- Xcel Energy and a diverse group of stakeholders in Colorado have reached an agreement that calls for the early retirement of two coal plants in the southern part of the state, and the potential for $2.5 billion in rural clean energy investments.
- Specifically, the plan calls for shutting down 660 MW of two coal-fired generation units at the Comanche Generating Station. Unit 1 would be mothballed at the end of 2022, and Unit 2 by the end of 2025. A third unit will remain operating.
- Xcel will also issue a competitive request for proposals for up to 1,000 MW of wind, up to 700 MW of solar, and up to 700 MW of natural gas and/or storage.
Xcel officials say the agreement, which supports the utility's "Our Energy Future" campaign launched last year, could increase renewable energy's share in the company's generation portfolio to 55% by 2026, save customers money, and reduce carbon emissions.
The Colorado Public Utilities Commission still needs to approve the plan, but customer advocates hailed the potential to shutter more coal-fired plants.In addition to retiring two units at the Comanche plant, the plan also calls for construction of a new switching station for a southern Colorado transmission “energy resource zone,” designed to speed development of renewable generating resources in rural parts of the state.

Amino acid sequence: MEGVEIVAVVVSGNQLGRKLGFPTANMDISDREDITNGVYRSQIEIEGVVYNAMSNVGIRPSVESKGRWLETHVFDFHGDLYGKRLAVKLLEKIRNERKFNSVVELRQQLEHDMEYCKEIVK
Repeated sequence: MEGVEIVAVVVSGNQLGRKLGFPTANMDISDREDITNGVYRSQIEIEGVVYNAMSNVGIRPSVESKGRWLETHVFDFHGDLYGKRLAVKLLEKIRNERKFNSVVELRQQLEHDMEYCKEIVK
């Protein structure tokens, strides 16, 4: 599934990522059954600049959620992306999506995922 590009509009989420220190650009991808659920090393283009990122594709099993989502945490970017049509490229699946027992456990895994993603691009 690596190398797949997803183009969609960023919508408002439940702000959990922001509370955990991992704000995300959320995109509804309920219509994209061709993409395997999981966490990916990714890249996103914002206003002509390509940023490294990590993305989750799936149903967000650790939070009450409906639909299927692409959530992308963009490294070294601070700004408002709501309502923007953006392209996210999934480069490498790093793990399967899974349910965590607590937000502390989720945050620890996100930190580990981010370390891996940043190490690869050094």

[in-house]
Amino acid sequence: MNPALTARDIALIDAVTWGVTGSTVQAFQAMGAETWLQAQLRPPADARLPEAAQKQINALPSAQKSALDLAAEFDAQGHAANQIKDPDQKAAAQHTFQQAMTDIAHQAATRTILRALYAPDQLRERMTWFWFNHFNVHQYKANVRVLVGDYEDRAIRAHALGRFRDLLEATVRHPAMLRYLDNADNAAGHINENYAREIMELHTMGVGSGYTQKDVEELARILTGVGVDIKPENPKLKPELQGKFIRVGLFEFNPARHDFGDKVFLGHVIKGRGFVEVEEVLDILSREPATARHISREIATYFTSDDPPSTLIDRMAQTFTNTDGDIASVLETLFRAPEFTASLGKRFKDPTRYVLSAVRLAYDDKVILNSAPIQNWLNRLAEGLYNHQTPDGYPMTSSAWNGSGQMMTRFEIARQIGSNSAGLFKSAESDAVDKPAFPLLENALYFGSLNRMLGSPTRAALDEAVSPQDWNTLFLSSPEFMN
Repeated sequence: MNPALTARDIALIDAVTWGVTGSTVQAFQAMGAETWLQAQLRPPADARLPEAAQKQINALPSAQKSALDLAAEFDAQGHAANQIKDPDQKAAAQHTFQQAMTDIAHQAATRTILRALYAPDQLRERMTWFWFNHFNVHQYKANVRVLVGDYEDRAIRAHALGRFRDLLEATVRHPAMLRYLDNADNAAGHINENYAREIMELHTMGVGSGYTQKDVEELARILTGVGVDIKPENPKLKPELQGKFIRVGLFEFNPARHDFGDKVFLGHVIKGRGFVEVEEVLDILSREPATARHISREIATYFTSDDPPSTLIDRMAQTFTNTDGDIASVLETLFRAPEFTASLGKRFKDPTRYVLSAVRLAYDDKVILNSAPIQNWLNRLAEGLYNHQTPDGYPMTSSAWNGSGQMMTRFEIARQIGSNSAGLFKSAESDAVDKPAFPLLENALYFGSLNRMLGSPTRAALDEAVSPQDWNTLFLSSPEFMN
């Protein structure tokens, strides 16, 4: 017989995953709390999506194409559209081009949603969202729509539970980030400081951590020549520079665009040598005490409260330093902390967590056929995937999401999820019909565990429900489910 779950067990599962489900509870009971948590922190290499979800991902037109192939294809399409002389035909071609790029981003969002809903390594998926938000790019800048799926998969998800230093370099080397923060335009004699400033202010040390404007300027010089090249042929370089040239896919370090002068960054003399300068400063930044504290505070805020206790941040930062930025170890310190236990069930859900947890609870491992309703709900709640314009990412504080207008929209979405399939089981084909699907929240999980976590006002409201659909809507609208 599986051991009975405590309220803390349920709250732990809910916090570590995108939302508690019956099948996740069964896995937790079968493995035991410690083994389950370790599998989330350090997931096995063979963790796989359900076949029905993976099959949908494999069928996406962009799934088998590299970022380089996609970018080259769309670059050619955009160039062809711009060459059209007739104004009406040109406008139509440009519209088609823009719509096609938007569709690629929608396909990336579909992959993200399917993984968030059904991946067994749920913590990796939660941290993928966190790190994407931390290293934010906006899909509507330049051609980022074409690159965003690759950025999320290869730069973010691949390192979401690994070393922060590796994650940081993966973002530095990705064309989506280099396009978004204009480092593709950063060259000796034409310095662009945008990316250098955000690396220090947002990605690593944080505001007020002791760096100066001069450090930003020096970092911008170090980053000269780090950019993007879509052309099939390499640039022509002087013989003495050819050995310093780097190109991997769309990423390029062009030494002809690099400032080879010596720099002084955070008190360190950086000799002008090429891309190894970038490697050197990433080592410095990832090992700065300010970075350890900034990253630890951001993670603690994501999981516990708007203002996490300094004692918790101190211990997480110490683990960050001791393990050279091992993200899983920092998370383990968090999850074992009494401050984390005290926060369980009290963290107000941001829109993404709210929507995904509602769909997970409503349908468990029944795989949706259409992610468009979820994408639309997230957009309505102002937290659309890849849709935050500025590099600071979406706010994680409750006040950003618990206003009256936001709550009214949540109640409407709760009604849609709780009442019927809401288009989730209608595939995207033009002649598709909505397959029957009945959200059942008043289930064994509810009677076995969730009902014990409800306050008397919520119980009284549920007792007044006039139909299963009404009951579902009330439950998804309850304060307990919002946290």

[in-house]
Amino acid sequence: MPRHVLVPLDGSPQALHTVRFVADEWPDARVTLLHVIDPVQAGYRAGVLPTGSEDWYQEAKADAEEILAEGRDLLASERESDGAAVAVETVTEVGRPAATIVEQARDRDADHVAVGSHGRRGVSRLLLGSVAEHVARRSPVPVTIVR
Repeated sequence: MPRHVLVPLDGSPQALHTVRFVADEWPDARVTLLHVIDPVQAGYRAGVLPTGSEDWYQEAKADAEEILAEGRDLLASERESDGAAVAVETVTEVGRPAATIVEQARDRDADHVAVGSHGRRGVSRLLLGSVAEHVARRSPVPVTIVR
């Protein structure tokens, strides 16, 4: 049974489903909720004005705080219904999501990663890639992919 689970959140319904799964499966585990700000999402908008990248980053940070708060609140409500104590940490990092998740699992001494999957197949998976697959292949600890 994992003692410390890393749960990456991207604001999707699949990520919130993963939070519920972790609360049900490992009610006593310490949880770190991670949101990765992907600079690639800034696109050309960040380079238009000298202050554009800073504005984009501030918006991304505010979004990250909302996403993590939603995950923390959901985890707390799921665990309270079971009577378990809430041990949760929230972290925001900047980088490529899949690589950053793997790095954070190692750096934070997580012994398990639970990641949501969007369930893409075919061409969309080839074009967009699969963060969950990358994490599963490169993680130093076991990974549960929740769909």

No coal resource will be added as part of the RFP, Xcel said, and carbon emissions could be reduced by up to 60% by 2026, relative to 2005 levels.
Rick Gilliam, program director for Vote Solar, said in a statement the group was happy to see Xcel Energy's efforts "to close coal plants, reduce carbon emissions, and move Colorado closer to a future where anyone can choose clean energy."
Parties to the stipulation include Xcel, staff of the CPUC, the Colorado Office of Consumer Counsel, the Colorado Energy Office, the City of Boulder, and several other groups and companies.
The groups are asking regulators to approve the stipulation by the end of 2017.
The utility last year reached an agreement with solar interests in Colorado, launching a time-of-use rate pilot. The state gets about 22% of its energy from renewables, but according to Xcel it will surpass the state’s 30% renewable energy standard by 2020.